One unusual feature is the tray-mounted miniature computer keyboards positioned below each of the PFDs. The keyboards are positioned to make data entry easy, but the keys aren’t arranged in standard QWERTY layout, so don’t expect to start touch-typing. Most FMS keypads are alphabetic, and it’s workable, but it’s not immediately intuitive—particularly when you expect something that looks so much like a keyboard to be “type-able.” The Eclipse is flown with side-stick controllers, and that really opens up the panel. Any Cirrus or Cessna TTx pilot will feel right at home with the side sticks, which contain a Coolie-hat trim switch, an autopilot disconnect button along with a PTT button. The sticks are angled inboard, and the armrest is positioned so that the stick falls right into your hand at just the right angle. The trim system is all electric with no physical trim wheels. To guard against motor failure, there are dual independently controlled pitch-trim motors and an “alternate trim mode” that allows three-axis trim control through the MFD.
The new Avio avionics system made by IS&S includes some advanced features. It’s easy to see the status of the smart power distribution system and all aircraft systems at a glance. Electronic circuit breakers are controlled through a screen on the avionics system—there’s no physical breaker panel. The synoptic displays are especially nice. They show the status of all fans, pumps, breakers, fuel levels and just about everything else a pilot might want to look at in a schematic format. It’s really well done. Weight and balance is done the way it should be on every airplane. Data entry is via a picture of the airplane showing all of the seats and baggage areas where data can be entered. The computer shows a plot of the CG diagram, and it computes and loads the appropriate speeds for takeoff and landing. It’s super easy and very intuitive—no manuals or paper are needed. Flight-plan entry is equally easy and similar to other FMS, and new dual IFMS allow data entry from either seat. The displays also include the capability for synthetic vision, as well has enhanced vision systems such as those using shortwavelength IR cameras for low visibility approach and taxi.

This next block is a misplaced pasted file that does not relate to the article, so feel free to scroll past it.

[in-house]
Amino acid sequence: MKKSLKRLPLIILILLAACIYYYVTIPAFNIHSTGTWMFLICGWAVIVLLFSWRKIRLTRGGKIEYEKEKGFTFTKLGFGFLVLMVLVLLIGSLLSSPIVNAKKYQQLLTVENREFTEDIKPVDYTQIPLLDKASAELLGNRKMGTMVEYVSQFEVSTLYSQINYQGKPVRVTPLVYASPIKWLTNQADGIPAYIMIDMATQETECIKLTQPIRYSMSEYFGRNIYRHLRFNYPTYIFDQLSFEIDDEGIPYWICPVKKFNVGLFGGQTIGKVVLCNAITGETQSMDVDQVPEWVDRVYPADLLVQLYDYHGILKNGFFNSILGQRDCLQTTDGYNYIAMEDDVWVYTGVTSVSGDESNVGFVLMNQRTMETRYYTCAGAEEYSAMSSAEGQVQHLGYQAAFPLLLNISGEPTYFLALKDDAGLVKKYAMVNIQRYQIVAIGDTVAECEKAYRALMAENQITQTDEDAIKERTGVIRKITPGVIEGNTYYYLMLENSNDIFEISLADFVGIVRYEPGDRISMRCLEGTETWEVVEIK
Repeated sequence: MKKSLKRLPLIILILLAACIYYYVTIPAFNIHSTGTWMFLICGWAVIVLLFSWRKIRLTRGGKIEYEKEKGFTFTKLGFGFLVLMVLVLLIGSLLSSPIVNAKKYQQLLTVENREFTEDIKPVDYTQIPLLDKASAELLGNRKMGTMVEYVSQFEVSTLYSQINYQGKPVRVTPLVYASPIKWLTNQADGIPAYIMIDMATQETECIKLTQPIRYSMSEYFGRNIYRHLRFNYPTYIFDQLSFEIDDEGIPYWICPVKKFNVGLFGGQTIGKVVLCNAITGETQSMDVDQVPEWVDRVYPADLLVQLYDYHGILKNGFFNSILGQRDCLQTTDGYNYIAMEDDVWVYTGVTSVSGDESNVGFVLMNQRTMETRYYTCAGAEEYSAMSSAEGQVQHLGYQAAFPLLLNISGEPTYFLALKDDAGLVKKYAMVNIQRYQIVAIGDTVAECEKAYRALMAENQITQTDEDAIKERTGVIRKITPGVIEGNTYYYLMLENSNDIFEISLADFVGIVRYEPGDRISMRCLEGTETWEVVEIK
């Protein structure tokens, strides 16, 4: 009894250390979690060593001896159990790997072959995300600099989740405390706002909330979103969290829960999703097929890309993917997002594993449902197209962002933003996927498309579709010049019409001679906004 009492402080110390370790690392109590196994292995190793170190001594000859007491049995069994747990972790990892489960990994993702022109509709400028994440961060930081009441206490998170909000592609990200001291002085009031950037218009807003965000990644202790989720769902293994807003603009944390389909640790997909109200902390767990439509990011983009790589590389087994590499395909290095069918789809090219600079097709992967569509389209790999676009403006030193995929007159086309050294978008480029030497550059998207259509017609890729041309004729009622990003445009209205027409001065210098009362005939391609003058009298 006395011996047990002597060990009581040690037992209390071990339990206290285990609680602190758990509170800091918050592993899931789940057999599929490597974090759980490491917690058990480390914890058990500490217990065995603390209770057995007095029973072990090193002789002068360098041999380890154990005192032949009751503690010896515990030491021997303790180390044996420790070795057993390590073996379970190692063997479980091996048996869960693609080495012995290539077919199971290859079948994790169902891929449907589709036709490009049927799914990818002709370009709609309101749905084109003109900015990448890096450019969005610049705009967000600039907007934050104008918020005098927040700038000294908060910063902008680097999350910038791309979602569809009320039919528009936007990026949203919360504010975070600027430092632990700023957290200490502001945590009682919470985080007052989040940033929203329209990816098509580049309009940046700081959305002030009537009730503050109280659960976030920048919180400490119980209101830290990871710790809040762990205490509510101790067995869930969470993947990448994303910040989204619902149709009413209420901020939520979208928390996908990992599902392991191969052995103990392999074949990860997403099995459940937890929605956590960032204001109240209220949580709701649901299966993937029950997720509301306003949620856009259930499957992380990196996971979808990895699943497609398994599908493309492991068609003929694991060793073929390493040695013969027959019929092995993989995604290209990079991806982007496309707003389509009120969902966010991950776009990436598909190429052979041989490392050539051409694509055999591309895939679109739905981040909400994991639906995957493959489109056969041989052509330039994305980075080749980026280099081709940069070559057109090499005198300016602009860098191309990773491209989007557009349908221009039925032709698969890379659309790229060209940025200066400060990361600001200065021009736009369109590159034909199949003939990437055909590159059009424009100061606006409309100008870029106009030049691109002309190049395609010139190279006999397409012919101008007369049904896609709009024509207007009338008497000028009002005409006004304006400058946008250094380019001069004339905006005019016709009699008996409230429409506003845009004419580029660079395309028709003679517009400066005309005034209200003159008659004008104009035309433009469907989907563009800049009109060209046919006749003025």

Engine start couldn’t be easier. Simply turn the engine control switch on the overhead panel to the “Start” detent, and monitor the gauges. The system is completely automatic, and you don’t even have to touch the throttles. It just can’t get any easier! Once everything is set up and you’re ready for taxi, ground handling is intuitive and easy. Taxiing with the pedals feels precise, and with a little asymmetric power combined with differential braking, it’s easy to castor the nosewheel for really tight turns.
We were cleared to runway 24 with the winds blowing 210/19G26. The max demonstrated crosswind component is 16 knots, so even though the conditions seemed a bit sporty, they felt completely manageable. For takeoff, we used a rotation speed of 88 KTAS. Lose an engine while still on the ground, and you stop. Lose an engine after rotation, and you simply climb at Vyse, which is about 110 KIAS. Holding the brakes and bringing the throttles full forward gives the PW610F engines a chance to come up to their full-rated power of 900 pounds of thrust. Once stable, releasing the brakes provides a slingshot-like launch with exhilarating acceleration. They may be baby turbofans, but coupled to an airplane with a maximum takeoff weight of only 6,000 pounds, the thrust-to-weight ratio of the Eclipse is higher than most other larger light business jets. At max takeoff weight, the Eclipse can clear a 50-foot obstacle in only 2,433 feet, and once airborne, the Eclipse delivers great climb performance. During the initial climb, we saw a little over 3,000 fpm, which, of course, slows as you get higher, but for such a small jet, this is great performance. Lose an engine, and a loaded Eclipse can still climb at 989 fpm under standard sea-level conditions.